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12/10/2016
“Telescope to Microscope: Perspectives on Science and Faith,” Boston, MA

12/10/2016
Vineyard's Men's Breakfast Meeting, San Dimas, CA

1/27/2017
“The Penultimate Curiosity: How science swims in the slipstream of ultimate questions,” Bristol, UK

2/4/2017
“The Big Questions: Richard Dawkins versus C. S. Lewis on the Meaning of Life,” Houston, TX

2/24/2017 » 2/25/2017
AMP Conference, San Dimas, CA

Reply to G. Cooper
Moderator(s): Randall D. Isaac
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11/1/2012 at 10:17:28 AM GMT
Posts: 60
Reply to G. Cooper
Animals do not change. Only, humans change. I exist now and I existed 10 years ago. I am the same being. But I am a different being now than I was 10 years ago. No animal has ever said such a thing. The author did not express it this way. The author simply noted the sense observation that, for example, humans used to live in caves and now they live in skyscrapers. 

Saying humans are embodied spirits is just another way of saying humans are indefinabilities that become conscious of their own existence. We can comprehend what a human is because we know everything that we do and everything that happens to us. But we can’t define or explicate what a human being is.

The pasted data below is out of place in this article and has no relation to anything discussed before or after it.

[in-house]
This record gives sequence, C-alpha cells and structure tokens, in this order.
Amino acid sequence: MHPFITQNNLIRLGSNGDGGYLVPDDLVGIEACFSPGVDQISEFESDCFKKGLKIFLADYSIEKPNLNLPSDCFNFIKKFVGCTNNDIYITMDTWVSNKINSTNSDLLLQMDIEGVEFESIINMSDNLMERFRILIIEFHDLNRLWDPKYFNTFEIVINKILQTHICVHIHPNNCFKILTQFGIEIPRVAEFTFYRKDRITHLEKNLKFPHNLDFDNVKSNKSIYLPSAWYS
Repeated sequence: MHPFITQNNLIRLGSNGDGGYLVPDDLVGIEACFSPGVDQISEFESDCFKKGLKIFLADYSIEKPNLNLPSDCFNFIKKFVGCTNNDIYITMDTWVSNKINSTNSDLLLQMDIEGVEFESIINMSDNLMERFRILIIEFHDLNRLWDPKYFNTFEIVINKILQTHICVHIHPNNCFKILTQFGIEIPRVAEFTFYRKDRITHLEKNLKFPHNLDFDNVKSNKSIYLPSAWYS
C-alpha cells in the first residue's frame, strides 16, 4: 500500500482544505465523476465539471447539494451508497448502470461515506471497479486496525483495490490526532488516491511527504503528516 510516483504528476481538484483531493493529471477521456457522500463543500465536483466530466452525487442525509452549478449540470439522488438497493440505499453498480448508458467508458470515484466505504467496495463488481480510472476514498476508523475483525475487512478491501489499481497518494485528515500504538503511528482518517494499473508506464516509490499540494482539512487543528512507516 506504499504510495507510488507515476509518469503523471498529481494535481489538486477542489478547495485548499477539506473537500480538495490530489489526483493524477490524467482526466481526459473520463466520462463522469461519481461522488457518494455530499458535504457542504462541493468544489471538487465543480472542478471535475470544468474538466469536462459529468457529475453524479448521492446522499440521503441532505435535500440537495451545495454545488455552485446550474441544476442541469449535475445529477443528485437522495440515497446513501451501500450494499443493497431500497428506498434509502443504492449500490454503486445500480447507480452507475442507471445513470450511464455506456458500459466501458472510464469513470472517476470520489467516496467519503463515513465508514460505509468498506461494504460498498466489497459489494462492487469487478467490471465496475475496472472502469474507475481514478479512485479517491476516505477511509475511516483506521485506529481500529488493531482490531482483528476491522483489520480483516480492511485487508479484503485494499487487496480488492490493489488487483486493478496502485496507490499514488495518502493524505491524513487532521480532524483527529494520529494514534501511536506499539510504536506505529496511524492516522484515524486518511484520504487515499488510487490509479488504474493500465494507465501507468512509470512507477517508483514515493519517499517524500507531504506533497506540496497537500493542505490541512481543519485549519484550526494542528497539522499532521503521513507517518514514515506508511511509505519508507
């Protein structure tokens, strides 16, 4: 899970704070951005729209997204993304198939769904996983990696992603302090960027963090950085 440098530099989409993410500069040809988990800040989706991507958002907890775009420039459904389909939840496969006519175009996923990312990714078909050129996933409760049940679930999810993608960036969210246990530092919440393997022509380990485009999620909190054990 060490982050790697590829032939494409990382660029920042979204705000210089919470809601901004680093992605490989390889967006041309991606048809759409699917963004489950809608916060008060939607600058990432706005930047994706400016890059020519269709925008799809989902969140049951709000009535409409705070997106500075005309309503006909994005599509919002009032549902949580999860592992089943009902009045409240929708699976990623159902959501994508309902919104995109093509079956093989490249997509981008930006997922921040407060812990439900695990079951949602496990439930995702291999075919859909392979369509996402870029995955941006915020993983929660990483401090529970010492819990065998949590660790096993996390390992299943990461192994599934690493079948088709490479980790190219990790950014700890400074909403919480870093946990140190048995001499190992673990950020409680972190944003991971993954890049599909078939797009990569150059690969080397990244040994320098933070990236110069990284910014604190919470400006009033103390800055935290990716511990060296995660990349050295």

The word "level” implies a hierarchy or cardinal system: level 1, level 2, level 3. The human mind has four such levels: observation, inquiry, reflective judgment, deciding what to do with our bodies. The human mind either observes things or asks questions. The human mind does not have a function that lies between observing and asking questions. 

The metaphysical definition of self-awareness is that it is the ability to turn in on yourself and catch yourself in the act of your own existence. Defining self-awareness as being able to recognize your self in the mirror is the scientific definition of self-awareness. 



David Roemer